The research activities related to dynamic program analysis are part of an international research effort coordinated by University of Lugano. Locally, this work has been supported by the EU project 257414 ASCENS, the SCIEX NMS exchange projects 10.165 and 11.109, the GACR projects P202/10/J042 FERDINAND and 201/09/H057 RES INFORMATICA, and by the Charles University institutional funding SVV-2012-265312 and SVV-2013-267312.


Lubomír Bulej lubomir.bulej<at-sign>d3s.mff.cuni.cz


  • [1]Kell S., Ansaloni D., Binder W., Marek L., The JVM is not observable enough (and what to do about it), In proceedings of the 6th workshop on Virtual Machines and Intermediate Languages (VMIL), Tucson, AZ, USA, ACM, ISBN: 978-1-4503-1633-0, pp. 33-38, November 2012. PDF, Link
  • [2]Sarimbekov A., Zheng Y., Ansaloni D., Bulej L., Marek L., Binder W., Tůma P., Qi Z., Dynamic Program Analysis - Reconciling Developer Productivity and Tool Performance, In Science of Computer Programming, Volume 95, Part 3, Elsevier, ISSN 0167-6423, pp. 344-358, December 2014. PDF, Link
  • [3]Marek L., Zheng Y., Ansaloni D., Bulej L., Sarimbekov A., Binder W., Tůma P., Introduction to Dynamic Program Analysis with DiSL, In Science of Computer Programming, 5th Special Issue on Experimental Software and Toolkits, Volume 98, Part 1, Elsevier, ISSN 0167-6423, pp. 100-115, February 2015. PDF, Link
  • [4]Zheng Y., Ansaloni D., Marek L., Sewe A., Binder W., Villazón A., Tůma P., Qi Z., Mezini M., Turbo DiSL: Partial Evaluation for High-Level Bytecode Instrumentation, In Proceedings of the 50th International Conference on Objects, Models, Components, Patterns (TOOLS 2012), Prague, Czech Republic, Springer, ISBN: 978-3-642-30560-3, pp. 353-368, May 2012. PDF, Link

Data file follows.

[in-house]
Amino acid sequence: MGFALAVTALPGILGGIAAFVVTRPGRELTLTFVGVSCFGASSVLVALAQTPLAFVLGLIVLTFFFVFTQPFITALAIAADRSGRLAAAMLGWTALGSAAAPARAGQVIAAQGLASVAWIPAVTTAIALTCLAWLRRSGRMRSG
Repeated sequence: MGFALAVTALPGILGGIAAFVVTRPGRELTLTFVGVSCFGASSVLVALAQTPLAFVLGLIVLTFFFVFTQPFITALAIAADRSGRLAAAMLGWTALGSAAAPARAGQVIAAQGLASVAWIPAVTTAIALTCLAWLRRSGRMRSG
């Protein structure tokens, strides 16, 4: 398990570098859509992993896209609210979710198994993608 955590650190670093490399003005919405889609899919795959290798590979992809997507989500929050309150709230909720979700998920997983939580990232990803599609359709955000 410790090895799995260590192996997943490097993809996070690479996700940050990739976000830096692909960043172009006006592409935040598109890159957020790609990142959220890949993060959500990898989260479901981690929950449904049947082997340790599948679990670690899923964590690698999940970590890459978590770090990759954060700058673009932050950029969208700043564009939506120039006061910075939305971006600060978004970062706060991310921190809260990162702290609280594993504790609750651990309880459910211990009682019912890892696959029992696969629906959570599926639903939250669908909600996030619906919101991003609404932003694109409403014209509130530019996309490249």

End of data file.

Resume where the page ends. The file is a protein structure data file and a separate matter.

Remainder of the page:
• [5]Marek L., Kell S., Zheng Y., Bulej L., Tůma P., Binder W., Ansaloni D., Sarimbekov A., Sewe A., ShadowVM: Robust and Comprehensive Dynamic Program Analysis for the Java Platform, In proceedings of the 12th International Conference on Generative Programming: Concepts & Experiences (GPCE), Indianapolis, IN, USA, ACM, ISBN: 978-1-4503-2373-4, pp. 105-114; also in ACM SIGPLAN Notices, 49(3):105–114, ISSN: 0362-1340, October 2013. PDF, Link
  • [6]Sun H., Zheng Y., Bulej L., Villazón A., Qi Z., Tůma P., Binder W., A Programming Model and Framework for Comprehensive Dynamic Analysis on Android, In proceedings of the 14th International Conference on Modularity (MODULARITY/AOSD), Fort Collins, Colorado, USA, ACM, ISBN: 978-1-4503-3249-1, pp. 133-145, March 2015. PDF, Link
  • [7]Ansaloni D., Kell S., Zheng Y., Bulej L., Binder W., Tůma P., Enabling Modularity and Re-use in Dynamic Program Analysis Tools for the Java Virtual Machine, In proceedings of the 27th European Conference on Object-Oriented Programming (ECOOP), Montpellier, France, Springer, LNCS 7920, ISBN: 978-3-642-39037-1, ISSN: 0302-9743, pp. 352-377, July 2013. PDF, Link
  • [8]Ansaloni D., Binder W., Bockisch Ch., Bodden E., Hatun K., Marek L., Qi Z., Sarimbekov A., Sewe A., Tůma P., Zheng Y., Challenges for Refinement and Composition of Instrumentations: Position Paper, In Proceedings of Software Composition - 11th International Conference, SC 2012, Prague, Czech Republic, Springer, ISBN: 978-3-642-30563-4, pp. 86-96, May 2012. PDF, Link